This was the sentiment of Overstock, who identified that some of its strongest brand messaging was in the form of earned media. Download this case study to learn why Overstock selected Onclusive to help them amplify their earned media and gain great insights into their customers. Complete Form To Learn More.

article thumbnail

How Speaking Opportunities Support B2B Companies

JULY 14, 2021

Here at Crenshaw, our client base of high-growth tech organizations have found that earned speaking opportunities and industry recognition build credibility and visibility for their brand . In many cases they support a path to a market leadership position. Support employer branding . Generate case study content.

article thumbnail

Microsoft Stories: Best brand storytelling site on the web?

SEPTEMBER 26, 2014

This is high, high quality brand storytelling folks. Microsoft may have figured out the key to fantastic brand storytelling–and I think it goes something like this… Your employees = personal stories. Many brands write these kinds of executive and employee stories. Forget about the brand for a moment.

Stay Connected

Join 59,000+ Insiders by signing up for our newsletter

  • Participate in Public Relations Today
  • Add a Source
  • Add a Resource
  • 2022 Public Relations Today MVP Awards
  • Thu. Jul 18
  • Wed. Jul 17
  • Tue. Jul 16
  • Mon. Jul 15
  • Jul 06 - Jul 12
  • Media Relations
  • Social Media
  • More Topics 

Input your email to sign up, or if you already have an account, log in here!

Enter your email address to reset your password. a temporary password will be e‑mailed to you., be in the know on.

public relations case studies 2021

Public Relations Today

Expert insights. Personalized for you.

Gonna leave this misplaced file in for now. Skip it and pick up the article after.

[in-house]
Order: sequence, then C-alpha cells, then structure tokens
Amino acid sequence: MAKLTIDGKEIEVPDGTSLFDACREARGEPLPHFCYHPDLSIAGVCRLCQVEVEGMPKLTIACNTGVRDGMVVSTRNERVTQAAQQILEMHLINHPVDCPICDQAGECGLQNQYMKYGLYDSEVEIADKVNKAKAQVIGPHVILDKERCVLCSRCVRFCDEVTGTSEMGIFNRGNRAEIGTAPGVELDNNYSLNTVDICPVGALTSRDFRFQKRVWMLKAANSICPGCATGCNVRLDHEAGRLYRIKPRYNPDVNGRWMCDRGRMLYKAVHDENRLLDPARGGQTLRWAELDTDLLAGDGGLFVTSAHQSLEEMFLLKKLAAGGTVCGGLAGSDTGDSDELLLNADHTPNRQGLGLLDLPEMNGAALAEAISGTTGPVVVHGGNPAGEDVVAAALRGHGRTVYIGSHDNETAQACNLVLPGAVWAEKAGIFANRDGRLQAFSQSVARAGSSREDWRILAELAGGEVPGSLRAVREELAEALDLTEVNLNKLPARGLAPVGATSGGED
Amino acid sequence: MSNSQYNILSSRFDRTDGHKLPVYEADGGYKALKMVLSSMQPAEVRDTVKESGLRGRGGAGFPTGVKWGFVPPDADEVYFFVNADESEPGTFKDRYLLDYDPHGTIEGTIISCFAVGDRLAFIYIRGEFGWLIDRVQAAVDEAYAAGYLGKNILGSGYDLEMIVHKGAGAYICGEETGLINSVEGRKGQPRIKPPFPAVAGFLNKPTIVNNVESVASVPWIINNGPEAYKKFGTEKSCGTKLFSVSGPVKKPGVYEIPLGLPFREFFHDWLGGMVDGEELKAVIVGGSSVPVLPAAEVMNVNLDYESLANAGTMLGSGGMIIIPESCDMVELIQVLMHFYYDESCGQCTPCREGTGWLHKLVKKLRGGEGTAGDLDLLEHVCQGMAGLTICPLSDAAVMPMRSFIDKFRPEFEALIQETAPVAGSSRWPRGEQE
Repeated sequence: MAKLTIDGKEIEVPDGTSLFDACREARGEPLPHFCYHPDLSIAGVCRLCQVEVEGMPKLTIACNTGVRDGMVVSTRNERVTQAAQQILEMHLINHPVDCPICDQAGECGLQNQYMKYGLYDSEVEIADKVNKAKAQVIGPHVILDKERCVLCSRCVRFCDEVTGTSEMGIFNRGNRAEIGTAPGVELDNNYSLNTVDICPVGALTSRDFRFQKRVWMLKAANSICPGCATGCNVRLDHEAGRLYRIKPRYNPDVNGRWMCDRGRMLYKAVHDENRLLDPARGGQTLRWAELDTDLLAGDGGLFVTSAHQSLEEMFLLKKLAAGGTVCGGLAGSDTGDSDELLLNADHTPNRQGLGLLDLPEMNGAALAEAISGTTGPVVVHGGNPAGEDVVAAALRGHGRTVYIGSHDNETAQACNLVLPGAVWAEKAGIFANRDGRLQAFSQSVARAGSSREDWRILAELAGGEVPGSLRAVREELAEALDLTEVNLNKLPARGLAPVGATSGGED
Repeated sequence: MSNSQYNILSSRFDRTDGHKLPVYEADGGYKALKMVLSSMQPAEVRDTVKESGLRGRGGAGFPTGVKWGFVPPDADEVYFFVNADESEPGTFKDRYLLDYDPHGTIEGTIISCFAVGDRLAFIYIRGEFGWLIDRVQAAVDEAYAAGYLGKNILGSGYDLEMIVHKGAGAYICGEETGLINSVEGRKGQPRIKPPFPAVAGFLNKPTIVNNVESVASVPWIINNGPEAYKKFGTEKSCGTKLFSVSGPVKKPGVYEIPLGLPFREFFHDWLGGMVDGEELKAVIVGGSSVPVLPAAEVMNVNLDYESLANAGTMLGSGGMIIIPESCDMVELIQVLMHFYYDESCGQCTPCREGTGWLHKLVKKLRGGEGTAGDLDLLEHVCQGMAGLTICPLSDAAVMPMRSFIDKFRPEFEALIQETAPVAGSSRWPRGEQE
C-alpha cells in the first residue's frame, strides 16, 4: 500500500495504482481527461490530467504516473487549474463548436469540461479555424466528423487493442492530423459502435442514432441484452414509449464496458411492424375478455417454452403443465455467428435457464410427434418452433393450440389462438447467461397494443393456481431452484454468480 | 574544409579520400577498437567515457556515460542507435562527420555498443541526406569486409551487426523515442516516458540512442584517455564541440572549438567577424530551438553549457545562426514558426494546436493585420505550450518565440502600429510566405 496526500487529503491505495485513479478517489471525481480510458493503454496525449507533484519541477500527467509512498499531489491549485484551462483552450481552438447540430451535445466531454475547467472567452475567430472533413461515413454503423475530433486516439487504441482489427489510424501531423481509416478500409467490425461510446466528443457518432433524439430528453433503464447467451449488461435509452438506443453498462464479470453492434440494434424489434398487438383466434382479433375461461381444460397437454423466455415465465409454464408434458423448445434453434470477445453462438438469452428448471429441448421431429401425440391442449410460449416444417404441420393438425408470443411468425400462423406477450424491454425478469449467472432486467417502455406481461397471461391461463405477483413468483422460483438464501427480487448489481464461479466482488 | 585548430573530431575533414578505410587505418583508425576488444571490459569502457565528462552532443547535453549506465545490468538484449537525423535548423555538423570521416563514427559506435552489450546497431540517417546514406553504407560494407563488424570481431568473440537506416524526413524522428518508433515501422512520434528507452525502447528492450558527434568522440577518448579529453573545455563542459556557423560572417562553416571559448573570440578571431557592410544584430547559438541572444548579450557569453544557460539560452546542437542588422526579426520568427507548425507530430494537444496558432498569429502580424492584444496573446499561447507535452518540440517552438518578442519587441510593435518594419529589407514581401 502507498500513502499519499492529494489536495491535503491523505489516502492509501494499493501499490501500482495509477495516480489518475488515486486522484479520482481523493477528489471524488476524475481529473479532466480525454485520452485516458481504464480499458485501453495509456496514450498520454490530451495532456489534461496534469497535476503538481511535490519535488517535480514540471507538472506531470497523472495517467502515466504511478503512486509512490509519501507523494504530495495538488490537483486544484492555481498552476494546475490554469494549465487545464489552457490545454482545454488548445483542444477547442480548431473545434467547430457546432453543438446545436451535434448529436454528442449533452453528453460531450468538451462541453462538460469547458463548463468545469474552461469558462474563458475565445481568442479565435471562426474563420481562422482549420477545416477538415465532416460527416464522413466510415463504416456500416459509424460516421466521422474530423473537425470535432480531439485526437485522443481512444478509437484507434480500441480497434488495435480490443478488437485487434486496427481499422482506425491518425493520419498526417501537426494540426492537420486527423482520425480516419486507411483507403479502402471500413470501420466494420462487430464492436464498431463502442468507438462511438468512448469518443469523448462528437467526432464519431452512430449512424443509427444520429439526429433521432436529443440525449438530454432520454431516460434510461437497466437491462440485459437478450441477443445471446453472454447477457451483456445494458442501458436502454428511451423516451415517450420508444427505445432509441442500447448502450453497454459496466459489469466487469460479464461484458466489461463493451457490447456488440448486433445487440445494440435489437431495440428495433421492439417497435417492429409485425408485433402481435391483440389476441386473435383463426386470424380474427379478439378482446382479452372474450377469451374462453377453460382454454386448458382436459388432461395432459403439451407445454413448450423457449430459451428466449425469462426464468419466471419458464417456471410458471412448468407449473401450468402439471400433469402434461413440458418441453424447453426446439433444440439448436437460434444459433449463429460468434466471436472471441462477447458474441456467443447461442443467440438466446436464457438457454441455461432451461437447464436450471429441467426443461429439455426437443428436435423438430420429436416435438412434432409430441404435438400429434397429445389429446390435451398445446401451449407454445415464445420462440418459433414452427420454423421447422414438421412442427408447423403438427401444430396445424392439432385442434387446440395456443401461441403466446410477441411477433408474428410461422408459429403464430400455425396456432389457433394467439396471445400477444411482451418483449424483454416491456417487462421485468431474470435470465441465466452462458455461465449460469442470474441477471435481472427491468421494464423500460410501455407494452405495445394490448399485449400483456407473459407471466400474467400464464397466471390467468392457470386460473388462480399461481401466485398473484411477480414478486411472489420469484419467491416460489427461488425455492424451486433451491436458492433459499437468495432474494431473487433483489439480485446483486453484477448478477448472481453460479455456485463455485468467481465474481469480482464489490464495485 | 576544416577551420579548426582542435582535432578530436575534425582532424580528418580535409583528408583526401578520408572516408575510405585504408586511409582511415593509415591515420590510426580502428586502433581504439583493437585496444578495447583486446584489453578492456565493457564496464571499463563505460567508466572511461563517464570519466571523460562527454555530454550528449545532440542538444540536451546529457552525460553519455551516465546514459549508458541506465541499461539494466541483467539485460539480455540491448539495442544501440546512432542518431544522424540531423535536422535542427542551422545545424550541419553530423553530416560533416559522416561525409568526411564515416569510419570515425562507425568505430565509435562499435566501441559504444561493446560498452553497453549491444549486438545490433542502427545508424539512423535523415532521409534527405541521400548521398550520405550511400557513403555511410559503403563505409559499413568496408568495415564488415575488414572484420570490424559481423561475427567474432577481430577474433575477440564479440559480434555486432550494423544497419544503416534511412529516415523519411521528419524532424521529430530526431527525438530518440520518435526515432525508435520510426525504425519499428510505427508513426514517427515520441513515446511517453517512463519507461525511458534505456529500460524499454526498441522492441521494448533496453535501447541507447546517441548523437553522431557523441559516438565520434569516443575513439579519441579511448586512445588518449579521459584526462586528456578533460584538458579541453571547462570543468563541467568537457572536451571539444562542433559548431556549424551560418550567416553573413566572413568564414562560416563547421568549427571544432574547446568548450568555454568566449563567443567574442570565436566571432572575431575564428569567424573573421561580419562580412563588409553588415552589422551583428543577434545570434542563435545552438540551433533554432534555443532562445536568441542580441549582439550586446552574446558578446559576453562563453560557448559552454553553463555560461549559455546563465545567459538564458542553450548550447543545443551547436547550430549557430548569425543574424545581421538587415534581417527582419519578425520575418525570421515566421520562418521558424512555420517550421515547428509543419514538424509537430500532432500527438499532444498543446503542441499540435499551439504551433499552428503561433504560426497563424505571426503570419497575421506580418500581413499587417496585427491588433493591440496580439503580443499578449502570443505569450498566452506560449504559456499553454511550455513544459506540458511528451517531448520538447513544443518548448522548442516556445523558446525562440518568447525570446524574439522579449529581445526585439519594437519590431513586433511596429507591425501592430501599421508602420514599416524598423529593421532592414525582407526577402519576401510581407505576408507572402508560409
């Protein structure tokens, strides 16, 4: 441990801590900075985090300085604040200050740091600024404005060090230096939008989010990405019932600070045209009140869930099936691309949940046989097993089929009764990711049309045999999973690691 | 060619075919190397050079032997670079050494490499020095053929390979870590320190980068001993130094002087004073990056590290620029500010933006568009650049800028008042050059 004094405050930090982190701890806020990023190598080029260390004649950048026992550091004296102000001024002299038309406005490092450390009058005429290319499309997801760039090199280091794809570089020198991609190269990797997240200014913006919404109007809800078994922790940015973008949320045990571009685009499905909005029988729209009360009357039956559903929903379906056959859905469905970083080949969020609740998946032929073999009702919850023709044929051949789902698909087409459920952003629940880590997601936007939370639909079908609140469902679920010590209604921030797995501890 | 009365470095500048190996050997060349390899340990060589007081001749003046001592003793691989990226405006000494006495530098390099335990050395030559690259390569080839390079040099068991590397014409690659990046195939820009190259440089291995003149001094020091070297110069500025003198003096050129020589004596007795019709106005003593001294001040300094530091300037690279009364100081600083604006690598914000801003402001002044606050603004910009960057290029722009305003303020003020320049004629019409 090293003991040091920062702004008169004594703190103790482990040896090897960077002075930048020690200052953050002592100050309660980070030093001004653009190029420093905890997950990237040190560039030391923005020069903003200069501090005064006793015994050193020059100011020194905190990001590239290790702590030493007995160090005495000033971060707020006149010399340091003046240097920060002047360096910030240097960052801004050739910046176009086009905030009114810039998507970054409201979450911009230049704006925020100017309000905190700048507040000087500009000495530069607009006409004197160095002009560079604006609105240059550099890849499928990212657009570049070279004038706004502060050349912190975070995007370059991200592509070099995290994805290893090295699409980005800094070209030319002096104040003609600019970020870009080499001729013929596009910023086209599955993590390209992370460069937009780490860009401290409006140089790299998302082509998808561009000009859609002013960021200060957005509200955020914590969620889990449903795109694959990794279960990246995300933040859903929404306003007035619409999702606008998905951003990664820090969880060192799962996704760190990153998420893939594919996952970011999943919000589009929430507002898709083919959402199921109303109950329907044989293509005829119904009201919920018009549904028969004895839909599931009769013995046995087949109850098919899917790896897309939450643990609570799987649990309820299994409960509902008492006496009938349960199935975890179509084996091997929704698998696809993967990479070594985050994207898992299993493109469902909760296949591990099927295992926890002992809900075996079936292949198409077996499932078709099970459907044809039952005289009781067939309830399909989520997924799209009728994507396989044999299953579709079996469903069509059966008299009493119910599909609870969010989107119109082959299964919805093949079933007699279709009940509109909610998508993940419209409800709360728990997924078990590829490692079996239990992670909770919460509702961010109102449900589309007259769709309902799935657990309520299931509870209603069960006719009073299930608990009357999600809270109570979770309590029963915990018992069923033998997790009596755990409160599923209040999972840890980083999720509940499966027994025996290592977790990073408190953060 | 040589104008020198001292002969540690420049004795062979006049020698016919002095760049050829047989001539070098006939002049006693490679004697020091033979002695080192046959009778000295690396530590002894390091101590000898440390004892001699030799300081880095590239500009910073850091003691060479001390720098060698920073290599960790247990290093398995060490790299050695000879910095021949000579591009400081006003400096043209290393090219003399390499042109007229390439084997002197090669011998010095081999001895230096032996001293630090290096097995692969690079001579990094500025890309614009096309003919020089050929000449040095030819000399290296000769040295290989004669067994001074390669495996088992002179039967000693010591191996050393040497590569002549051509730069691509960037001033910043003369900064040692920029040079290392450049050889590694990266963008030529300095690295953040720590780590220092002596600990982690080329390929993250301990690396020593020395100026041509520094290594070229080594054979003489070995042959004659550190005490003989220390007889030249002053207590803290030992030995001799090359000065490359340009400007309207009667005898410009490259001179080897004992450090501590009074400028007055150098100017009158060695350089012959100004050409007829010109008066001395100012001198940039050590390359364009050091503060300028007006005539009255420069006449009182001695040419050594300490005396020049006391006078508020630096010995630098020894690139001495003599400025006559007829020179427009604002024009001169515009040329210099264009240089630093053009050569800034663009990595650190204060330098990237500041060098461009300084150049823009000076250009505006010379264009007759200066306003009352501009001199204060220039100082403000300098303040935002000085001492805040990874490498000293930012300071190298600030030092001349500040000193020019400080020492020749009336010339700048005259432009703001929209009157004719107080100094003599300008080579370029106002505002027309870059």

We organize all of the trending information in your field so you don't have to. Join 59,000+ users and stay up to date on the latest articles your peers are reading.

public relations case studies 2021

Get the good stuff

Subscribe to the following Public Relations Today newsletters:

You must accept the Privacy Policy and Terms & Conditions to proceed.


You know about us, now we want to get to know you!

Check your mail, we've sent an email to . please verify that you have received the email..

We have resent the email to

Let's personalize your content

Use social media to find articles.

We can use your profile and the content you share to understand your interests and provide content that is just for you.

Turn this off at any time. Your social media activity always remains private.

Let's get even more personalized

Choose topics that interest you., so, what do you do.

Are you sure you want to cancel your subscriptions?

Cancel my subscriptions

Don't cancel my subscriptions

Changing Country?

Accept terms & conditions.

It looks like you are changing your country/region of residence. In order to receive our emails, you must expressly agree. You can unsubscribe at any time by clicking the unsubscribe link at the bottom of our emails.

You appear to have previously removed your acceptance of the Terms & Conditions.


We noticed that you changed your country/region of residence; congratulations! In order to make this change, you must accept the Aggregage Terms and Conditions and Privacy Policy. Once you've accepted, then you will be able to choose which emails to receive from each site .

You must choose one option

Please choose which emails to receive from each site .

  • Update All Sites
  • Update Each Site

Please verify your previous choices for all sites

Sites have been updated - click Submit All Changes below to save your changes.

We recognize your account from another site in our network , please click 'Send Email' below to continue with verifying your account and setting a password.

You must accept the Privacy Policy and Terms & Conditions to proceed.

This is not me

ACM Digital Library home

  • Advanced Search

Empowering Micro-Entrepreneurs through Artificial Intelligence: : A Conceptual Framework for AI-Based Marketing

New citation alert added.

This alert has been successfully added and will be sent to:

You will be notified whenever a record that you have chosen has been cited.

To manage your alert preferences, click on the button below.

New Citation Alert!

Please log in to your account

Information & Contributors

Bibliometrics & citations, view options, recommendations, exploratory insights on artificial intelligence for government in europe.